A record 102 classes of 55 ABS transactions were downgraded in the first quarter of 2002, according to a new report from Standard & Poor's. The asset classes hit hardest by the economic downturn were CDOs, manufactured housing and franchise loans.

The three collateral types accounted for roughly 75% of total downgrades seen in the first three months of 2002, up from 48% in all of last year, S&P said. These downgrades come as supply in sub classes has steadily increased in new issues.

"Eighty-eight percent of the initial ratings made in 1985 were triple-A, and none were below single-A," explains Patrick Coyne, a director in Standard & Poor's Structured Finance Surveillance group. "Comparatively, only 43% of the initial ratings made in 2001 were triple-A, while 20% were at triple-B, and another 7% were at double-B."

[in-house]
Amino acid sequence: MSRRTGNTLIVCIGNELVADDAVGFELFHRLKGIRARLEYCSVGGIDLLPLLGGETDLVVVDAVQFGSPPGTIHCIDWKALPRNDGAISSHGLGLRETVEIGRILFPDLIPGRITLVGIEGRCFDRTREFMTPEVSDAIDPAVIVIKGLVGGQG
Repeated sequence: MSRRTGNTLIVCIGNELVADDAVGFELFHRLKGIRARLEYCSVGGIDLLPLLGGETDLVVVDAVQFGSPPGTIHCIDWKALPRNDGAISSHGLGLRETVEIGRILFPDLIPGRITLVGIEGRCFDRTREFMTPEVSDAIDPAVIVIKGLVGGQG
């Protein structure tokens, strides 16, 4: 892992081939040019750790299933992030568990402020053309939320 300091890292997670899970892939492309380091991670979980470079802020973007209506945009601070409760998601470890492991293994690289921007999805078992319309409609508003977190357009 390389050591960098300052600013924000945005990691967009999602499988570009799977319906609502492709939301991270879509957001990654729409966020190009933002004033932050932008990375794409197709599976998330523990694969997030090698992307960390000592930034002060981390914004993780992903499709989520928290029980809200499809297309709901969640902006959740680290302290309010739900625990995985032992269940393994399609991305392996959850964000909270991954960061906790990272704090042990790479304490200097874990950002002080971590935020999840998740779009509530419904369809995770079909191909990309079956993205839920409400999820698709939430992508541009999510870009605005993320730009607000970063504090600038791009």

Additionally, as increased supply in subordinate classes is expected to continue, so should rating volatility among subordinated tranches. Investment-grade ABS, by contrast, is expected to see the majority of upgrades, S&P notes.

This information is contained in a detailed report titled: Structured Finance Ratings Roundup Quarterly: First-Quarter Performance Trends. The report, available on the company's Web site, www.standardandpoors.com, covers significant rating activity across all segments of the structured finance market, as well as servicer evaluations, real estate companies, and international arenas.

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